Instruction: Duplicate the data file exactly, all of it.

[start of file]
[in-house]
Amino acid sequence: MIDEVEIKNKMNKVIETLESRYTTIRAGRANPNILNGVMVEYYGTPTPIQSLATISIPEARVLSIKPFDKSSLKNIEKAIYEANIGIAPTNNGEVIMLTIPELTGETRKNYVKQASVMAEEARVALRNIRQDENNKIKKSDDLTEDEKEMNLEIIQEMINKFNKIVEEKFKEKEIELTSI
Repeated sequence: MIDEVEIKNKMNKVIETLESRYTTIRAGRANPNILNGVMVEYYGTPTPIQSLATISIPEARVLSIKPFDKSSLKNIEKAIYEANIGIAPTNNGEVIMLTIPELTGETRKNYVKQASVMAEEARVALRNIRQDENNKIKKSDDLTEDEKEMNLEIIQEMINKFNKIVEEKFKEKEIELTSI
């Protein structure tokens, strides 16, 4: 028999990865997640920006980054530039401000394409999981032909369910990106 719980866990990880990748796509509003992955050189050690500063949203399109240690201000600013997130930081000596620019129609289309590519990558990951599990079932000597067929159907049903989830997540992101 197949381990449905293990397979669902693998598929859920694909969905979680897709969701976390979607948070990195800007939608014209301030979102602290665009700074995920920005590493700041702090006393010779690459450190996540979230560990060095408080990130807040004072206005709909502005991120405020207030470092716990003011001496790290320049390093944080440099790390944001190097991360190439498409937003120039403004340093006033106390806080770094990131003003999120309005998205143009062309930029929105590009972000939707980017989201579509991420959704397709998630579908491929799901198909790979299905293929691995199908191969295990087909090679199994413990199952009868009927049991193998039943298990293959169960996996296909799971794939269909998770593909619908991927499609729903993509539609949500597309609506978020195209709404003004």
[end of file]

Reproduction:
[in-house]
Amino acid sequence: MIDEVEIKNKMNKVIETLESRYTTIRAGRANPNILNGVMVEYYGTPTPIQSLATISIPEARVLSIKPFDKSSLKNIEKAIYEANIGIAPTNNGEVIMLTIPELTGETRKNYVKQASVMAEEARVALRNIRQDENNKIKKSDDLTEDEKEMNLEIIQEMINKFNKIVEEKFKEKEIELTSI
Repeated sequence: MIDEVEIKNKMNKVIETLESRYTTIRAGRANPNILNGVMVEYYGTPTPIQSLATISIPEARVLSIKPFDKSSLKNIEKAIYEANIGIAPTNNGEVIMLTIPELTGETRKNYVKQASVMAEEARVALRNIRQDENNKIKKSDDLTEDEKEMNLEIIQEMINKFNKIVEEKFKEKEIELTSI
């Protein structure tokens, strides 16, 4: 028999990865997640920006980054530039401000394409999981032909369910990106 719980866990990880990748796509509003992955050189050690500063949203399109240690201000600013997130930081000596620019129609289309590519990558990951599990079932000597067929159907049903989830997540992101 197949381990449905293990397979669902693998598929859920694909969905979680897709969701976390979607948070990195800007939608014209301030979102602290665009700074995920920005590493700041702090006393010779690459450190996540979230560990060095408080990130807040004072206005709909502005991120405020207030470092716990003011001496790290320049390093944080440099790390944001190097991360190439498409937003120039403004340093006033106390806080770094990131003003999120309005998205143009062309930029929105590009972000939707980017989201579509991420959704397709998630579908491929799901198909790979299905293929691995199908191969295990087909090679199994413990199952009868009927049991193998039943298990293959169960996996296909799971794939269909998770593909619908991927499609729903993509539609949500597309609506978020195209709404003004």